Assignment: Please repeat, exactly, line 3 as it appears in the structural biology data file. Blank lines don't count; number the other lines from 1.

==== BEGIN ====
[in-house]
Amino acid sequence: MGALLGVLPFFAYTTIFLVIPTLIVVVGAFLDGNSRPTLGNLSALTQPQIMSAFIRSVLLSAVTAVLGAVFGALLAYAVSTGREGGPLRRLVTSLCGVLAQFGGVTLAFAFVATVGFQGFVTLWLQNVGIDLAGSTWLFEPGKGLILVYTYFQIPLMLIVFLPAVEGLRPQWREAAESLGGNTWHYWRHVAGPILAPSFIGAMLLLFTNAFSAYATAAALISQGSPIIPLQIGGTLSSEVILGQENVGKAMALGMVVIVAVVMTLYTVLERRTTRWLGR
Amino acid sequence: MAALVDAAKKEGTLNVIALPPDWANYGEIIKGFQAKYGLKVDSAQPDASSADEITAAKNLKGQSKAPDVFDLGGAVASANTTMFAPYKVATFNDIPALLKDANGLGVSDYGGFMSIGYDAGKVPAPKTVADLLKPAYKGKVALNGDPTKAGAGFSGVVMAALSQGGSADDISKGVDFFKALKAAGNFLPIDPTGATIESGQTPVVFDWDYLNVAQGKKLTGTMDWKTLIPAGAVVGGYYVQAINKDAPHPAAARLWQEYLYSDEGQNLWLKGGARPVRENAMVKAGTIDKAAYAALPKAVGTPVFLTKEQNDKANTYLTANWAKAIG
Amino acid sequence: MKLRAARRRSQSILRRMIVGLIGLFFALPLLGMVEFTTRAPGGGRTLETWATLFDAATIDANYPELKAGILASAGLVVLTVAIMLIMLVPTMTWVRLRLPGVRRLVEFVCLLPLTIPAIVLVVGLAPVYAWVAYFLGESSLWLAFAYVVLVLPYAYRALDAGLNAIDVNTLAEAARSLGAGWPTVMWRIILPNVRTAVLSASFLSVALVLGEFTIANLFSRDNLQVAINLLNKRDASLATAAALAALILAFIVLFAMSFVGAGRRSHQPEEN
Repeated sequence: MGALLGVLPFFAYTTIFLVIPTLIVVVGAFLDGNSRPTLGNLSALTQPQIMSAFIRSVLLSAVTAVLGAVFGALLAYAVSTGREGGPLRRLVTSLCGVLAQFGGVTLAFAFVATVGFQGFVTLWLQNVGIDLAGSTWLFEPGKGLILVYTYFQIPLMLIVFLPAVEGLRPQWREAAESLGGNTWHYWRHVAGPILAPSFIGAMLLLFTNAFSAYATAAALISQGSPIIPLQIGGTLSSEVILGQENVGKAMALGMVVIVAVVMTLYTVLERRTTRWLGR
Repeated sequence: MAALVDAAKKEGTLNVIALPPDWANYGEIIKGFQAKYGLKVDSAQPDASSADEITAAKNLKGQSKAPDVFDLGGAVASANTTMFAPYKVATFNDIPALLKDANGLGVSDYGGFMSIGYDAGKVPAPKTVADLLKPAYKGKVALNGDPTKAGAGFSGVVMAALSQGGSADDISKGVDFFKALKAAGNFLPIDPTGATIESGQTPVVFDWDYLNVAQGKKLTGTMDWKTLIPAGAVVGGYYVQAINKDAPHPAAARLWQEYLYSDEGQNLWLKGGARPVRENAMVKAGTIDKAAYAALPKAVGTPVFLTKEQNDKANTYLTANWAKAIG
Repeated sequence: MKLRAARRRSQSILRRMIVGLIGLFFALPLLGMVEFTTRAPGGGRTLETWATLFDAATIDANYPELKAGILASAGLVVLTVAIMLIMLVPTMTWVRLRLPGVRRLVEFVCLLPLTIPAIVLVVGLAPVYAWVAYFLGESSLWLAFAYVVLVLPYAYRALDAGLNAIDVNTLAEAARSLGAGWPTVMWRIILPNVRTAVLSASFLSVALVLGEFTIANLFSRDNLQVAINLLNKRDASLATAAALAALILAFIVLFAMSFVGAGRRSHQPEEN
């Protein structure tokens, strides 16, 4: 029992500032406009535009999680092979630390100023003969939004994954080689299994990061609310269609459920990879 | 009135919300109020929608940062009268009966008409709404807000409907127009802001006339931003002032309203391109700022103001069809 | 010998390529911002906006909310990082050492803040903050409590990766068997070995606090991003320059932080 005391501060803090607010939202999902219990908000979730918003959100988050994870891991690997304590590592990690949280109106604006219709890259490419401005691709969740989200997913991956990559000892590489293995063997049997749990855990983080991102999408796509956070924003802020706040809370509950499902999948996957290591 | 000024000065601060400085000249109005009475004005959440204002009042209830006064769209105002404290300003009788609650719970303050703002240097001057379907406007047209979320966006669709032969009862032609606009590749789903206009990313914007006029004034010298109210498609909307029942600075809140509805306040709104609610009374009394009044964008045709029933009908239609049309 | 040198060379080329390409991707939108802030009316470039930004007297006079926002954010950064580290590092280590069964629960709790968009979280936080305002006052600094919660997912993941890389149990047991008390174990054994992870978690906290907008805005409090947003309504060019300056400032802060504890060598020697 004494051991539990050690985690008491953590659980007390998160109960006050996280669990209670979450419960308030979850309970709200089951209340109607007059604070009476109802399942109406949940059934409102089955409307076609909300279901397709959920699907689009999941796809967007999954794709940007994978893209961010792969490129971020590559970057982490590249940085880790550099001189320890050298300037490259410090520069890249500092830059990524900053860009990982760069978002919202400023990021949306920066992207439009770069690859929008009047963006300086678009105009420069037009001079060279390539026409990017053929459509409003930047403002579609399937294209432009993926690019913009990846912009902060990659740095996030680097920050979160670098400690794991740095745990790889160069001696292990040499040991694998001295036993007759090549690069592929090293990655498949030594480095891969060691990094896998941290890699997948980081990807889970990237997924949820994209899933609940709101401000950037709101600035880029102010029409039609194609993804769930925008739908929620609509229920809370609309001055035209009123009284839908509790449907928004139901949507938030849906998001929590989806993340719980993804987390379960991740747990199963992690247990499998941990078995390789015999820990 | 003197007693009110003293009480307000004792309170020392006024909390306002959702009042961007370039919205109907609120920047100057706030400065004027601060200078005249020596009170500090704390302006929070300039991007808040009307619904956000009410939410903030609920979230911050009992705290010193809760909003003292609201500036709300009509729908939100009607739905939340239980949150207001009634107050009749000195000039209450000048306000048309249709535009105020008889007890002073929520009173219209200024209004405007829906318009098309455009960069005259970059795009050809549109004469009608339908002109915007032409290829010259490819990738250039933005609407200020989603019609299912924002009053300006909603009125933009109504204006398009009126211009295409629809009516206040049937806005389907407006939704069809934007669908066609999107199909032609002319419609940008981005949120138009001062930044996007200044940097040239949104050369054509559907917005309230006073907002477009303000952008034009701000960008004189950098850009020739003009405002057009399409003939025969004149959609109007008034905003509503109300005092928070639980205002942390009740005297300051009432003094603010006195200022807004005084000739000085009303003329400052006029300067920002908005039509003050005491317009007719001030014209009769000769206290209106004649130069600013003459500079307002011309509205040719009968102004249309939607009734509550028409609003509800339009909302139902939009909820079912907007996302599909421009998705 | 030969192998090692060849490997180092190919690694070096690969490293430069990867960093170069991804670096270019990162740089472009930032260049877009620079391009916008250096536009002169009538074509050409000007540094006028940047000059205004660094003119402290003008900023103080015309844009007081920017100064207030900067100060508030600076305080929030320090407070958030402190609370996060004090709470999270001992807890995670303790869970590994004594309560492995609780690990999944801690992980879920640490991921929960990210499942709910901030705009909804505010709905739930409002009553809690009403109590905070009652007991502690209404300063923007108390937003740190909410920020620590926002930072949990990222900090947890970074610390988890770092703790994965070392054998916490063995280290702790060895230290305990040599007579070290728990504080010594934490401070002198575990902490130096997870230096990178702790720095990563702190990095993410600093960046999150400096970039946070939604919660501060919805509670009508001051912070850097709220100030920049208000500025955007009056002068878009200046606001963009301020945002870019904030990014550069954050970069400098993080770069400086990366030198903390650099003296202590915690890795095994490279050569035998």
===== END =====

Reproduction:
Amino acid sequence: MAALVDAAKKEGTLNVIALPPDWANYGEIIKGFQAKYGLKVDSAQPDASSADEITAAKNLKGQSKAPDVFDLGGAVASANTTMFAPYKVATFNDIPALLKDANGLGVSDYGGFMSIGYDAGKVPAPKTVADLLKPAYKGKVALNGDPTKAGAGFSGVVMAALSQGGSADDISKGVDFFKALKAAGNFLPIDPTGATIESGQTPVVFDWDYLNVAQGKKLTGTMDWKTLIPAGAVVGGYYVQAINKDAPHPAAARLWQEYLYSDEGQNLWLKGGARPVRENAMVKAGTIDKAAYAALPKAVGTPVFLTKEQNDKANTYLTANWAKAIG